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Amazon Storefront examples: how to create a branded store

If you’ve ever done competitor research on Amazon and wondered how other sellers appear so professional on the platform, you’re probably looking at an Amazon Storefront example. This little known but hugely powerful Amazon tool is quick to set up and easy to benefit from, and today you’re going to learn how.

What is an Amazon storefront?

An Amazon Storefront is essentially a mini Amazon website just for your brand. It works as a homepage for your Amazon products and any related content, allowing shoppers to browse through your products away from the main Amazon search results or homepage.

Having an area on Amazon dedicated solely to your brand has significant advantages for competing with Amazon’s 2,500,000 other active sellers.

Additional benefits also include:

  • An URL to use as a landing page for external ads and boost your organic ranking on search engines.
  • A place to create and foster a professional brand image of your own, separate to Amazon’s, that increases brand recognition and encourages trust.
  • Ensuring shoppers only see your products when clicking on your brand name – protecting your reputation and your customer’s interests.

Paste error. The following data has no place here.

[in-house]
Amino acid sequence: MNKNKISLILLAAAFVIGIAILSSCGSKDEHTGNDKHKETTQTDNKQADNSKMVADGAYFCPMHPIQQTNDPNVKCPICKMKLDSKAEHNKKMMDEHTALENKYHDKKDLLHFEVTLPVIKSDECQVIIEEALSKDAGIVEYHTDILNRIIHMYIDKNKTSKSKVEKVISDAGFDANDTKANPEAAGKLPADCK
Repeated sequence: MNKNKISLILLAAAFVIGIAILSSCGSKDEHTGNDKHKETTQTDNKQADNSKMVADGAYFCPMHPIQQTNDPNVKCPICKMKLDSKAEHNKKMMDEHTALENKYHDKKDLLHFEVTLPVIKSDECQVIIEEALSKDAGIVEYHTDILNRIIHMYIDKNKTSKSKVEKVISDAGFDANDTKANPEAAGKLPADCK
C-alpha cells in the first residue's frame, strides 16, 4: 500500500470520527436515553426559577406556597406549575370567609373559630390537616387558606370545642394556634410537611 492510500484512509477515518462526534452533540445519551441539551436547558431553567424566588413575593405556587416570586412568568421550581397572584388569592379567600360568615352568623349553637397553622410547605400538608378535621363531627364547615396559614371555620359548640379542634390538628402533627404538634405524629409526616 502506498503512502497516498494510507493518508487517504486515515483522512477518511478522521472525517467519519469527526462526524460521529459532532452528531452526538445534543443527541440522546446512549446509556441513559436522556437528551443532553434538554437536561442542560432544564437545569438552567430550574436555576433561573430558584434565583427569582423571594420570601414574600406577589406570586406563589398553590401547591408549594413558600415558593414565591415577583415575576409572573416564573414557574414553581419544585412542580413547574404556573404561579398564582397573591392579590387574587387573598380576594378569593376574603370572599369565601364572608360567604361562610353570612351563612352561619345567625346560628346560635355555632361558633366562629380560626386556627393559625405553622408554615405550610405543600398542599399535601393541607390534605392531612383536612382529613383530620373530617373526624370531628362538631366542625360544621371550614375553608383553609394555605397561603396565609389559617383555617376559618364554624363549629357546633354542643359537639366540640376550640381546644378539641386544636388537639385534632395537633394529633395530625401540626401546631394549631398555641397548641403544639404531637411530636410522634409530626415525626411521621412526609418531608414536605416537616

How to create an Amazon storefront

If you have a Professional seller account on Amazon, creating an Amazon Storefront takes just four steps.

1. Enroll in Amazon Brand Registry

To create an Amazon Storefront, you must be enrolled in the Amazon Brand Registry 2.0. This is a program for brand owners and manufacturers who want to register, protect, and enhance their brand on Amazon.

To learn more, read this guide on Amazon Brand Registry, and follow the steps for registration.

2. Create your Storefront

To create your Amazon Storefront, head to Seller Central and select Storefront > Manage Stores from the top menu.

Under your band name, click Edit Store, and follow the on-screen instructions to upload your brand logo (at least 400 x 400 pixels) and add a page description.

Note: While your page description isn’t visible on the page itself, it is used as the meta description for search engines (the piece of text under the webpage name and link). Therefore, be mindful of SEO and customer intent when creating a description.

3. Design your Amazon Storefront

Now to the fun part – designing your storefront. Begin by previewing and selecting one of the pre-constructed or blank templates. Once the template loads, you can customize it by dragging, dropping, and arranging different content tiles to populate each page of your store with the following.


Product or brand images can be added on their own or with a text overlay to emphasize meaning. Images must be at least 1500 x 1500 pixels.


Videos are great for advertising your brand and products. They must be at least 1280 x 640 pixels and less than 100 MB, and they must not contain any links or references to external websites. Supported files include avi, mov, mpg, MPEG, m4a/v, and m4p.


Sections of text can be added to your storefront to tell your brand story, explain product features, or share a call to action. This text can be aligned left, right, or central, and can be accompanied by a “Shop Now” button.